Romania’s president who promised to back anti-corruption fight re-elected in landslide victory, near-final results show (update 5)

Sursa: INQUAM/Octav Ganea

Romanians voted overwhelming to re-elect pro-European President Klaus Iohannis on Sunday, in a clear message that want him to strengthen the rule of law and pursue the anti-corruption fight that were compromised by successive Social Democrat governments, near final results showed.

Iohannis was expected to easily win the runoff against challenger Viorica Dancila, a former prime minister, but it was not clear by how much. The scale of the victory gives him an unequivocal mandate to ramp up efforts to fight widespread graft and keep Romania on the European path. With almost all of the votes counted, he was scoring almost 65% to Dancila’s 35%.

„Romania has won, a modern Romania, a European Romania, a new Romania won today,” he said, adding: „the most important thing is that Romanians went in an impressive number to vote.”

„This is an important victory. It is the most categorical victory ever achieved against the Social Democrats,” he said. However, he urged Romanians to continue to vote in parliamentary and local elections next year to cement the victory of parties that support full-fledged democratic reforms.

It is the biggest margin of victory in a presidential election since ex-President Ion Iliescu defeated nationalist writer and politician Corneliu Vadim Tudor in 2000 by 66.83% to 33.17%.

In Romania’s first post-communist presidential election in 1990 Iliescu scored more than 80% winning the presidency outright in the first round.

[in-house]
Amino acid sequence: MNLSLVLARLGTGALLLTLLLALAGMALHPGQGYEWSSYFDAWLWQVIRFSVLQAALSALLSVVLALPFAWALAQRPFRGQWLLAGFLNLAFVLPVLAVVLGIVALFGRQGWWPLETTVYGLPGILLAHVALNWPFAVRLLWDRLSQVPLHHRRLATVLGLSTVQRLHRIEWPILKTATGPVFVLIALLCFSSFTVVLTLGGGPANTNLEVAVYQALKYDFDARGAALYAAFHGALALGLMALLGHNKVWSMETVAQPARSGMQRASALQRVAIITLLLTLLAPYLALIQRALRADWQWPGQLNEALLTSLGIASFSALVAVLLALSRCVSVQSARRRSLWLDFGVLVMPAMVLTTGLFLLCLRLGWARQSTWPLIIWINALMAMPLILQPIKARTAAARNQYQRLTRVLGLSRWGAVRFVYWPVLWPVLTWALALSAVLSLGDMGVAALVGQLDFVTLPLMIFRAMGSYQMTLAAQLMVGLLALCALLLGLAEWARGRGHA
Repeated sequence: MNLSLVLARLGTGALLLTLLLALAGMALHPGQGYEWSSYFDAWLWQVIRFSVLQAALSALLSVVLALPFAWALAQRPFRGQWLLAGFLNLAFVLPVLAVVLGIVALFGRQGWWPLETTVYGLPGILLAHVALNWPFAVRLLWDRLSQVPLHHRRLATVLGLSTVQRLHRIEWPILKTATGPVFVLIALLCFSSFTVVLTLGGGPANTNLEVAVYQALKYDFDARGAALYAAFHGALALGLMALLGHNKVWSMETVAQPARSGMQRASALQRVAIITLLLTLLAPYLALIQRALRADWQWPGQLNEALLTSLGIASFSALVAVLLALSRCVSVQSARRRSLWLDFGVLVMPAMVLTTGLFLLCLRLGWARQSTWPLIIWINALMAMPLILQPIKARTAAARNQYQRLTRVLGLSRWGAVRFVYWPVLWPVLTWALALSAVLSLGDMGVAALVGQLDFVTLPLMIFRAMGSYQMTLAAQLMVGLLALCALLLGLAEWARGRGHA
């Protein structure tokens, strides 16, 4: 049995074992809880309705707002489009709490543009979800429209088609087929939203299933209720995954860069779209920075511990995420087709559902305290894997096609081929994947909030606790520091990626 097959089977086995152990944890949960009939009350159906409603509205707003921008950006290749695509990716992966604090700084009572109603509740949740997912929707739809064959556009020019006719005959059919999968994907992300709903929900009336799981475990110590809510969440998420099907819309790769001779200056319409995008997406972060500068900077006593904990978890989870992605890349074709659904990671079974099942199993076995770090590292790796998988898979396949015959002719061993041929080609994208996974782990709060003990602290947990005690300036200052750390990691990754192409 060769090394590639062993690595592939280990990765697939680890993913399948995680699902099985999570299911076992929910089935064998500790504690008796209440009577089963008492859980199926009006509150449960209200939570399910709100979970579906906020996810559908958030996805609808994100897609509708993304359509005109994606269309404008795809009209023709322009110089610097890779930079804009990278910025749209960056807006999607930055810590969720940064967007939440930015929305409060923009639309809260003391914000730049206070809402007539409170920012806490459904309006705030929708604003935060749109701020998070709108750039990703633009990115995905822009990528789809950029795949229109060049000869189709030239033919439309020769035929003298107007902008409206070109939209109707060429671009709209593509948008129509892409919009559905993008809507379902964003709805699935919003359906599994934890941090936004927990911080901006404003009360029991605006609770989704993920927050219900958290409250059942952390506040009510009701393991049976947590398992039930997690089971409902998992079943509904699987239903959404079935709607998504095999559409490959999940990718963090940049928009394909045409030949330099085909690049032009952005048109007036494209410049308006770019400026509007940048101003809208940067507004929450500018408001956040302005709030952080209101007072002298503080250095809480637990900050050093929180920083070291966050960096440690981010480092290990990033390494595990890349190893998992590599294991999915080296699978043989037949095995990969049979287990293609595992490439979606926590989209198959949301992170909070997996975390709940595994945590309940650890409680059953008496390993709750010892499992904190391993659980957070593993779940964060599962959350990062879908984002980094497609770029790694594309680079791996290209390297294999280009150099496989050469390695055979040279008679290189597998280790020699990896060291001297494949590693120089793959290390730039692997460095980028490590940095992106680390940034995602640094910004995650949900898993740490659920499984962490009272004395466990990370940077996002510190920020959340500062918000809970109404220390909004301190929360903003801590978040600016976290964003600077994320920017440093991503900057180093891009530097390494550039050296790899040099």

The result shows a strong level of civic participation in the democratic process. Even though Iohannis was expected to win, turnout was key to his margin of victory.

Turnout was more than 50%, higher than in the first round. A record number of overseas voters_ than 900,000 _ voted in 835 polling stations set up abroad after Parliament changed the law for external voters. More than 9 million voted in Romania.

The outcome is a major blow for the Social Democrats, whose three years in office were marked by scandal and protests. Dancila, whose government was toppled in a no-confidence vote last month, put up a strong fight, but voters were apparently turned off by the party’s populist message and its failure to reform itself into a modern center-left party 30 years after the end of communism.

In comments lasting less than one minute, Dancila insisted that the party had done better than in European elections in May. She vowed to try and win local and parliamentary elections next year. Later, she said she would not stand down as party leader.

viorica dancila
Foto: Inquam Photos / George Calin

Iohannis, 60, a former physics teacher who was leader of the center-right Liberal Party before he was elected president in 2014, won respect from Western leaders and is credited by the European Union with trying to protect the rule of law, in particular by challenging attempts to limit judges’ independence.

Gynecologist Adrian Toma summed up voter anger, even when he himself had benefited from a significant salary hike offered by the Social Democrat government.

“I voted for this country to change its direction, so we can get rid of the vestiges of Soviet communism once and for all.”

Iohannis’ victory coincides with 30 years since the 1989 revolution where Communist leader Nicolae Ceausescu was deposed and executed. His pledge to step up the anti-corruption fight is made easier after a Liberal-led government took office this month, after Dancila’s ouster.

In the first round of voting two weeks ago, Iohannis scored 37.8% in the first round of voting on Nov. 10 while Dancila came second with about 22.3%.


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